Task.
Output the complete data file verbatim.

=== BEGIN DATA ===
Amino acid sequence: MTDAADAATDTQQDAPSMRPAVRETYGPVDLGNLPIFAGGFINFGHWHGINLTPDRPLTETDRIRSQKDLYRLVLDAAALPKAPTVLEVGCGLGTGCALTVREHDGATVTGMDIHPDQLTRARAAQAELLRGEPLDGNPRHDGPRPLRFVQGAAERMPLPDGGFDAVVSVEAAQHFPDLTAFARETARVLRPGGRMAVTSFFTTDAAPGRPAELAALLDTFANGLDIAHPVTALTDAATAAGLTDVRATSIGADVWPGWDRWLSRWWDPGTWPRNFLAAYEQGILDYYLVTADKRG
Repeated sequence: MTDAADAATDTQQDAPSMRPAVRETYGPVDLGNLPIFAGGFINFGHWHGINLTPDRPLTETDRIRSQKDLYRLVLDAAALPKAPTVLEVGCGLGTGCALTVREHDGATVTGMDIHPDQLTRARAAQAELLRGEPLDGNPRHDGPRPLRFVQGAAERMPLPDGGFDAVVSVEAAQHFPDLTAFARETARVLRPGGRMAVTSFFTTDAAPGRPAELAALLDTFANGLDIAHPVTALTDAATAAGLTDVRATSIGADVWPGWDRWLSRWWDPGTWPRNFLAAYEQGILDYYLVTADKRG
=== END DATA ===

Amino acid sequence: MTDAADAATDTQQDAPSMRPAVRETYGPVDLGNLPIFAGGFINFGHWHGINLTPDRPLTETDRIRSQKDLYRLVLDAAALPKAPTVLEVGCGLGTGCALTVREHDGATVTGMDIHPDQLTRARAAQAELLRGEPLDGNPRHDGPRPLRFVQGAAERMPLPDGGFDAVVSVEAAQHFPDLTAFARETARVLRPGGRMAVTSFFTTDAAPGRPAELAALLDTFANGLDIAHPVTALTDAATAAGLTDVRATSIGADVWPGWDRWLSRWWDPGTWPRNFLAAYEQGILDYYLVTADKRG
Repeated sequence: MTDAADAATDTQQDAPSMRPAVRETYGPVDLGNLPIFAGGFINFGHWHGINLTPDRPLTETDRIRSQKDLYRLVLDAAALPKAPTVLEVGCGLGTGCALTVREHDGATVTGMDIHPDQLTRARAAQAELLRGEPLDGNPRHDGPRPLRFVQGAAERMPLPDGGFDAVVSVEAAQHFPDLTAFARETARVLRPGGRMAVTSFFTTDAAPGRPAELAALLDTFANGLDIAHPVTALTDAATAAGLTDVRATSIGADVWPGWDRWLSRWWDPGTWPRNFLAAYEQGILDYYLVTADKRG